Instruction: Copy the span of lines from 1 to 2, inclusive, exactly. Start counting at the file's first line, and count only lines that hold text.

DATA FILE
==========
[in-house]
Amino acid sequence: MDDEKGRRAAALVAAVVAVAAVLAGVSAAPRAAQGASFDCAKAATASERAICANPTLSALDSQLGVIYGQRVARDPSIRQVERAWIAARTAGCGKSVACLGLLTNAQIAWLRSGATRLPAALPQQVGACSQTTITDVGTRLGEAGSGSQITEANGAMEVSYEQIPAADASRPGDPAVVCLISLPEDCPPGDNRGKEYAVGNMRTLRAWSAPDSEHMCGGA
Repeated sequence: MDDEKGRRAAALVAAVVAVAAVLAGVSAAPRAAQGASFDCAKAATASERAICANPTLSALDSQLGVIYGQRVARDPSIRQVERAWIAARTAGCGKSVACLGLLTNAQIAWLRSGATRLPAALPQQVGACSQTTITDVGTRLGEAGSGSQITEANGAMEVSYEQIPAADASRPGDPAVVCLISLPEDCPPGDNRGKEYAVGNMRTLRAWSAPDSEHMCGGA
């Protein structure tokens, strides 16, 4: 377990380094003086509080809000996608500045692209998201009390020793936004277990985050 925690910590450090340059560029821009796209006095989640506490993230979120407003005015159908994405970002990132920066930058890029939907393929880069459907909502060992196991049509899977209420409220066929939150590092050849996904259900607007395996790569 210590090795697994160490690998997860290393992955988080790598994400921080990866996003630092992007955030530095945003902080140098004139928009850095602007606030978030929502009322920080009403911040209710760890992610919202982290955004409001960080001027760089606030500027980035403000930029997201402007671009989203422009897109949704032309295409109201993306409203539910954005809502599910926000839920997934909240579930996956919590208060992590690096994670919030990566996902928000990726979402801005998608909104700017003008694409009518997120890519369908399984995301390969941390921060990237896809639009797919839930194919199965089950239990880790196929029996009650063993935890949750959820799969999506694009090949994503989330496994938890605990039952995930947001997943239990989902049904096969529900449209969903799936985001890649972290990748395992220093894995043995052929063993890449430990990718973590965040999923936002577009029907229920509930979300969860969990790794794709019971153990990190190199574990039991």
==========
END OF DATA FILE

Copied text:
[in-house]
Amino acid sequence: MDDEKGRRAAALVAAVVAVAAVLAGVSAAPRAAQGASFDCAKAATASERAICANPTLSALDSQLGVIYGQRVARDPSIRQVERAWIAARTAGCGKSVACLGLLTNAQIAWLRSGATRLPAALPQQVGACSQTTITDVGTRLGEAGSGSQITEANGAMEVSYEQIPAADASRPGDPAVVCLISLPEDCPPGDNRGKEYAVGNMRTLRAWSAPDSEHMCGGA